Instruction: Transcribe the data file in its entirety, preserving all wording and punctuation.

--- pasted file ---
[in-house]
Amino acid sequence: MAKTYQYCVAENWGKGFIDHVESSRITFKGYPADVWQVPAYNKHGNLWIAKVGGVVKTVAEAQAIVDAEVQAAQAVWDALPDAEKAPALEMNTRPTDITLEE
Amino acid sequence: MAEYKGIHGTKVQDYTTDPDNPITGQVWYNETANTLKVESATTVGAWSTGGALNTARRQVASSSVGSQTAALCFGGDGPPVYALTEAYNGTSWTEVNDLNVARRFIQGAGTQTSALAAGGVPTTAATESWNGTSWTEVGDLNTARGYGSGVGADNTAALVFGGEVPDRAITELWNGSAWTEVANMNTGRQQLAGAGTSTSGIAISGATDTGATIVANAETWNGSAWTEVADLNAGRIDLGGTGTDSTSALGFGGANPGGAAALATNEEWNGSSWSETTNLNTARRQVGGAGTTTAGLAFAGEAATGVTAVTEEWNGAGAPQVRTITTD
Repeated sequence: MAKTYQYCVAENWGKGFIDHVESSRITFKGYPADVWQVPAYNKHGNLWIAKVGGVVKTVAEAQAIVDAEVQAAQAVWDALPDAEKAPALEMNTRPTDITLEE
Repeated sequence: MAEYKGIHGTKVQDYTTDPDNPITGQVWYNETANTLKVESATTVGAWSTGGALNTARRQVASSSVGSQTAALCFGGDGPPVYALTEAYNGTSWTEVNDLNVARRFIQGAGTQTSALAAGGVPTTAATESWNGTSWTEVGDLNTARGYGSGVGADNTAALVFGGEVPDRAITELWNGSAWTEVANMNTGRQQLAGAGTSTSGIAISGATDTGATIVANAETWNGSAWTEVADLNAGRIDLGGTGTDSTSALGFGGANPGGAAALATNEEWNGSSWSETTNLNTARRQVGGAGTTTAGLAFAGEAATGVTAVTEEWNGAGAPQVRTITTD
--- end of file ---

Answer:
[in-house]
Amino acid sequence: MAKTYQYCVAENWGKGFIDHVESSRITFKGYPADVWQVPAYNKHGNLWIAKVGGVVKTVAEAQAIVDAEVQAAQAVWDALPDAEKAPALEMNTRPTDITLEE
Amino acid sequence: MAEYKGIHGTKVQDYTTDPDNPITGQVWYNETANTLKVESATTVGAWSTGGALNTARRQVASSSVGSQTAALCFGGDGPPVYALTEAYNGTSWTEVNDLNVARRFIQGAGTQTSALAAGGVPTTAATESWNGTSWTEVGDLNTARGYGSGVGADNTAALVFGGEVPDRAITELWNGSAWTEVANMNTGRQQLAGAGTSTSGIAISGATDTGATIVANAETWNGSAWTEVADLNAGRIDLGGTGTDSTSALGFGGANPGGAAALATNEEWNGSSWSETTNLNTARRQVGGAGTTTAGLAFAGEAATGVTAVTEEWNGAGAPQVRTITTD
Repeated sequence: MAKTYQYCVAENWGKGFIDHVESSRITFKGYPADVWQVPAYNKHGNLWIAKVGGVVKTVAEAQAIVDAEVQAAQAVWDALPDAEKAPALEMNTRPTDITLEE
Repeated sequence: MAEYKGIHGTKVQDYTTDPDNPITGQVWYNETANTLKVESATTVGAWSTGGALNTARRQVASSSVGSQTAALCFGGDGPPVYALTEAYNGTSWTEVNDLNVARRFIQGAGTQTSALAAGGVPTTAATESWNGTSWTEVGDLNTARGYGSGVGADNTAALVFGGEVPDRAITELWNGSAWTEVANMNTGRQQLAGAGTSTSGIAISGATDTGATIVANAETWNGSAWTEVADLNAGRIDLGGTGTDSTSALGFGGANPGGAAALATNEEWNGSSWSETTNLNTARRQVGGAGTTTAGLAFAGEAATGVTAVTEEWNGAGAPQVRTITTD